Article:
Monday, June 18, 2012

LIttle Wabash River Nature Preserve, Allen County
     A recent nature hike took us to Little Wabash River Nature Preserve in Allen county, near Roanoke, Indiana.  This area is former farmland, but you'd never know it now.  The former owner created a pond and hand planted many different varieties of trees.
A panoramic view of Little Wabash's pond and surrounding trees.  All of this was created on farmland  by the land's previous owner.
What was once perhaps corn and soybeans is now a well developed woodland.
Look at the variety of leaves in this photo!
This preserve contains cedar, cottonwood, willow, birch, oak, maple, spruce, basswood, hickory, beech, elm, tulip, black cherry, sweet gum, dogwood, sumac and cypress.  I wish I had known about this place when doing that pesky leaf-identification project in 5th grade!!
One of the only signs that this forest was planted by man - this cedar lined entrance path.  
      Even though this land no longer produces commercial crops, my little band of hikers found something to harvest...

Legend has it that the Greeks discovered raspberries in the 1st century BC, when they noticed them growing on a mountainside in Turkey. But people didn’t grow and eat raspberries back then like they do today.  Instead, the roots and blossoms of wild raspberry plants were used to make eye ointments, astringents, and teas for stomach and throat problems.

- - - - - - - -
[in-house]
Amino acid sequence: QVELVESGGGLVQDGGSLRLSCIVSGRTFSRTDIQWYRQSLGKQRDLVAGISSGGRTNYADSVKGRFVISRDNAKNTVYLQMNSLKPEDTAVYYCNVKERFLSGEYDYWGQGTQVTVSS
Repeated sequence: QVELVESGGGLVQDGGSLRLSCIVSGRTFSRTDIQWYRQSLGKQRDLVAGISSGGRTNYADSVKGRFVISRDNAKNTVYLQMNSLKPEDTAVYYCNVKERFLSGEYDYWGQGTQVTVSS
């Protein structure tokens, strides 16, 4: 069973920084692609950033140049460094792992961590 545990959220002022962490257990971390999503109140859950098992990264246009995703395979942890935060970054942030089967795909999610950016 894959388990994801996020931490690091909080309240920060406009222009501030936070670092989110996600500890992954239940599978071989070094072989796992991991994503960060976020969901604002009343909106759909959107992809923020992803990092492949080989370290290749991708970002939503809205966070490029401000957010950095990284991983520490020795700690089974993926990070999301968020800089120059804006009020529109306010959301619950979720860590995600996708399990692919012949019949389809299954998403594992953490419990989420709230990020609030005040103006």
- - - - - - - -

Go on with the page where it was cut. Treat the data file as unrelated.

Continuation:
Raspberries made their way to America by the late 1700s, and commercial production of this tasty fruit was soon on the rise.  Today, people can’t seem to get enough of the them, like Hank here!  
Hank does't care that raspberries aren't considered a true berry, he just cares that they are tasty! Unlike true berries which have a single pericarp (the edible outside layer), raspberries are an "aggregate fruit" since they are actually a collection of smaller seeded fruits called "drupelets." A single raspberry has an average of 100 drupelets, each with it's own tiny seed inside.  

     With our tastebuds satisfied for the moment, we trekked on through the woods hoping to catch a glimpse of the deer this area is known for.  This preserve is commonly a crossroads for white-tailed deer, and is actually closed from November through January for permitted deer hunting.  But alas, we saw no deer today.  

Ferns near to the edge
the border, the field, the wood
the dappled shadow

~A haiku by Raymond Foss
     Perhaps our next journey into the nature of Indiana will bring us closer to seeing the illusive white-tailed deer.  Our hopes are high!  Come along with us...

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